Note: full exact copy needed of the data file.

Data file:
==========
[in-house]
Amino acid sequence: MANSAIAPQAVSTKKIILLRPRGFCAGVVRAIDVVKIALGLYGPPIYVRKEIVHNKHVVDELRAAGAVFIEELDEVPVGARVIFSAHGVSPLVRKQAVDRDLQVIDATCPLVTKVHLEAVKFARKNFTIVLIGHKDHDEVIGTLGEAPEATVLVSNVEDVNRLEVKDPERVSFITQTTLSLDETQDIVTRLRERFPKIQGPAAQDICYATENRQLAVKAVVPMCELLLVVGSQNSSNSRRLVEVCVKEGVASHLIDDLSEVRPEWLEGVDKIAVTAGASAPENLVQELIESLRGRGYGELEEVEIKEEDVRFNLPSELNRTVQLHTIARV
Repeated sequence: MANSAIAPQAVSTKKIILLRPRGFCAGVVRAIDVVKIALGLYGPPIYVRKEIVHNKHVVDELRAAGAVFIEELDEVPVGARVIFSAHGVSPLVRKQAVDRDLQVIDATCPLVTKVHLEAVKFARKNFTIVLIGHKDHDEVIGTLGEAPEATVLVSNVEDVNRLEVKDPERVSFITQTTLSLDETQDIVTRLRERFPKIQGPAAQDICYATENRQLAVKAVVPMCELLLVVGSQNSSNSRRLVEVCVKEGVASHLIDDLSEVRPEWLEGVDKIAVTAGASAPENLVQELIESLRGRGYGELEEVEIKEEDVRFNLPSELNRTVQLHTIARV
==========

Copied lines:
[in-house]
Amino acid sequence: MANSAIAPQAVSTKKIILLRPRGFCAGVVRAIDVVKIALGLYGPPIYVRKEIVHNKHVVDELRAAGAVFIEELDEVPVGARVIFSAHGVSPLVRKQAVDRDLQVIDATCPLVTKVHLEAVKFARKNFTIVLIGHKDHDEVIGTLGEAPEATVLVSNVEDVNRLEVKDPERVSFITQTTLSLDETQDIVTRLRERFPKIQGPAAQDICYATENRQLAVKAVVPMCELLLVVGSQNSSNSRRLVEVCVKEGVASHLIDDLSEVRPEWLEGVDKIAVTAGASAPENLVQELIESLRGRGYGELEEVEIKEEDVRFNLPSELNRTVQLHTIARV
Repeated sequence: MANSAIAPQAVSTKKIILLRPRGFCAGVVRAIDVVKIALGLYGPPIYVRKEIVHNKHVVDELRAAGAVFIEELDEVPVGARVIFSAHGVSPLVRKQAVDRDLQVIDATCPLVTKVHLEAVKFARKNFTIVLIGHKDHDEVIGTLGEAPEATVLVSNVEDVNRLEVKDPERVSFITQTTLSLDETQDIVTRLRERFPKIQGPAAQDICYATENRQLAVKAVVPMCELLLVVGSQNSSNSRRLVEVCVKEGVASHLIDDLSEVRPEWLEGVDKIAVTAGASAPENLVQELIESLRGRGYGELEEVEIKEEDVRFNLPSELNRTVQLHTIARV